eHarmony Sets Hearts Free In Campaign
Advertising for online dating sites can be depressingly similar. They showcase couples who have found each other through the sites and suggest other singletons can do the same.
This week, eHarmony (which for the past decade or so has followed the exact technique) launches a new campaign that suggests finding a perfect mate is about more than getting a bunch of pictures sent to you -- it’s about opening up your heart.
“It’s definitely a different style of campaign,” Helen Melluish, senior director of brand marketing for eHarmony, tells Marketing Daily. “We have always had couples up until this point, and we’ve always tried to share their stories. This ad campaign felt like we were going back to our core values and the purpose of the company, which is if you open up your heart and make yourself vulnerable, love will find you.”
A new television spot uses Hall & Oates’ 1980 hit “You Make My Dreams Come True” and animation to depict a man’s heart on a search for its match. As the spot begins, an animated drawing of the man’s heart jumps out of his jacket and winds a path along streets and walls to meet other people (with the man in pursuit). While some women brush the heart off, it (and he) eventually meet up with another like-minded heart (and its owner), along with the tagline: “Free your heart to find love.”
“It’s the simple thought that [eHarmony does] dig deeper,” Jay Russell, executive creative director at GSD&M, tells Marketing Daily. “It’s more work, but it’s worth it. Instead of making that a bad thing, we make that a good thing.”
With its Hall & Oates soundtrack and sweet animation, the spot evokes the film “(500) Days of Summer,” which used the same elements to highlight the feeling its main character had in finding what he thought was his perfect match. The effect is intentional, as the demographic for the 2009 movie and eHarmony’s target lineup, Russell says.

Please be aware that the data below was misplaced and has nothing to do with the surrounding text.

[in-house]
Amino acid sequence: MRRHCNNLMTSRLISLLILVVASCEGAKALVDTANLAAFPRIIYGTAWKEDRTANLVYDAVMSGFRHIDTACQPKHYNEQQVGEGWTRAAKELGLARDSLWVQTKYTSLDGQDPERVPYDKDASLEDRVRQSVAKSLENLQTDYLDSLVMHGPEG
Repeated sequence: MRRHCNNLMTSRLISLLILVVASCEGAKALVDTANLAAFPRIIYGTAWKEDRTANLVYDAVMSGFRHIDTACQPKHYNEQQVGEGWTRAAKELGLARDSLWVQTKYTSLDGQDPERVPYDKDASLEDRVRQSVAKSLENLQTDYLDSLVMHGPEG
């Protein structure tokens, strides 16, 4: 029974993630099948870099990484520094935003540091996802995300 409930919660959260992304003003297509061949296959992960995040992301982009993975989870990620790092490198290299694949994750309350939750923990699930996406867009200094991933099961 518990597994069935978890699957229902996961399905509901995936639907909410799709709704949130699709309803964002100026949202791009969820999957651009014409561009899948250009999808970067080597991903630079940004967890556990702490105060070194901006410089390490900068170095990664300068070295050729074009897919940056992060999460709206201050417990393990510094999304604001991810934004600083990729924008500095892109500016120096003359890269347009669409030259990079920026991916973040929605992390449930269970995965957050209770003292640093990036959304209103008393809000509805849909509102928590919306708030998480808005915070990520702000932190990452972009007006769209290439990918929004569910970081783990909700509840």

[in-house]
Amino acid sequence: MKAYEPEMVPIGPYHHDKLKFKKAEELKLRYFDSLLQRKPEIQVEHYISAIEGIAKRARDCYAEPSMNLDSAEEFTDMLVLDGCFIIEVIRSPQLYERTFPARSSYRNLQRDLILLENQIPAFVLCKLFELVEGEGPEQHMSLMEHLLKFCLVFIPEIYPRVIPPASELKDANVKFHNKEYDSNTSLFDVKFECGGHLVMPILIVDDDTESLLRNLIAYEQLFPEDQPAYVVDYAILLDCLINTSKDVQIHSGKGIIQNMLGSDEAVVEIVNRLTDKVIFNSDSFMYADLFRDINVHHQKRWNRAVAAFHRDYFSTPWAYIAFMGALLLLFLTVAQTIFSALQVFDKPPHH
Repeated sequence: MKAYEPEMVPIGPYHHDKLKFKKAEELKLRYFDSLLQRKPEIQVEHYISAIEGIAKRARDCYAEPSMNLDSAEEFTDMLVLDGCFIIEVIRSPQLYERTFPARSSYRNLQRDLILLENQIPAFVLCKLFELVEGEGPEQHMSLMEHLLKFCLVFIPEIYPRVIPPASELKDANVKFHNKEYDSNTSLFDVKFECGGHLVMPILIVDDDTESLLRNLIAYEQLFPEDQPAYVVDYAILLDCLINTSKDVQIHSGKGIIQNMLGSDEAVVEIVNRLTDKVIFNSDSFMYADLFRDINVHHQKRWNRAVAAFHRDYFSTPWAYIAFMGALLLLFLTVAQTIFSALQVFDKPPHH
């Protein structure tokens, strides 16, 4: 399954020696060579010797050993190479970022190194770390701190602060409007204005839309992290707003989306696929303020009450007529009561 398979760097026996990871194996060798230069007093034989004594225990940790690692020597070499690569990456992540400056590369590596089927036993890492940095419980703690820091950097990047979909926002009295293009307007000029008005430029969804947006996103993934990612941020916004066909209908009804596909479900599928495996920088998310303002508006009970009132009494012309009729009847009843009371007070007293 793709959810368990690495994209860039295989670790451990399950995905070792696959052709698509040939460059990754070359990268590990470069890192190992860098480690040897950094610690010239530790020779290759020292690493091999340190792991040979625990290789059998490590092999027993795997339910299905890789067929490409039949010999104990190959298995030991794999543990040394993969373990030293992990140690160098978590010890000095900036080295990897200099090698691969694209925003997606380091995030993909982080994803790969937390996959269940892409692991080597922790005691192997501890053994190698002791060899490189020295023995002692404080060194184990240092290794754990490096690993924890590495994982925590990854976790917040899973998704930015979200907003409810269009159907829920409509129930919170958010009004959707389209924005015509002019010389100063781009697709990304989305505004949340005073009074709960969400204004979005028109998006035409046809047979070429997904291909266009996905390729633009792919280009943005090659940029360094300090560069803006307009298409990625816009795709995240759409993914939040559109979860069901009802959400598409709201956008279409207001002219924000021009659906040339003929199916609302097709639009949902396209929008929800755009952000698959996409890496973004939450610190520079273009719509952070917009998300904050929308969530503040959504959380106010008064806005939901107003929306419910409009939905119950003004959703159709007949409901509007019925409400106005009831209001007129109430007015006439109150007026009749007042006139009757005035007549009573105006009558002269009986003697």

“That euphoric moment is what the campaign is about,” Russell says. “We had no idea that was going to be the song we were going to use. We were on set and that song came on, and it changed the whole tone.”
Finding that light tone was important as eHarmony shifted its tone away from the testimonial advertising featuring customers who had found their loves through the site, Russell says.
“It’s a tough subject in talking to daters about freeing your heart,” he says. “Everybody wants to find their perfect match, but it’s got to be fun and light. It can’t have the guilt of the fact that being single [can be] awful. The idea of ‘by freeing your heart, you will find a better match’ -- [we had to] take that and wrap it in a modern and fresh skin.”
The television commercials will begin running this week. Executions launching later this fall will dig deeper into the theme of freeing one’s heart a little deeper through “social experiments,” Russell says. (He declined to offer further details.)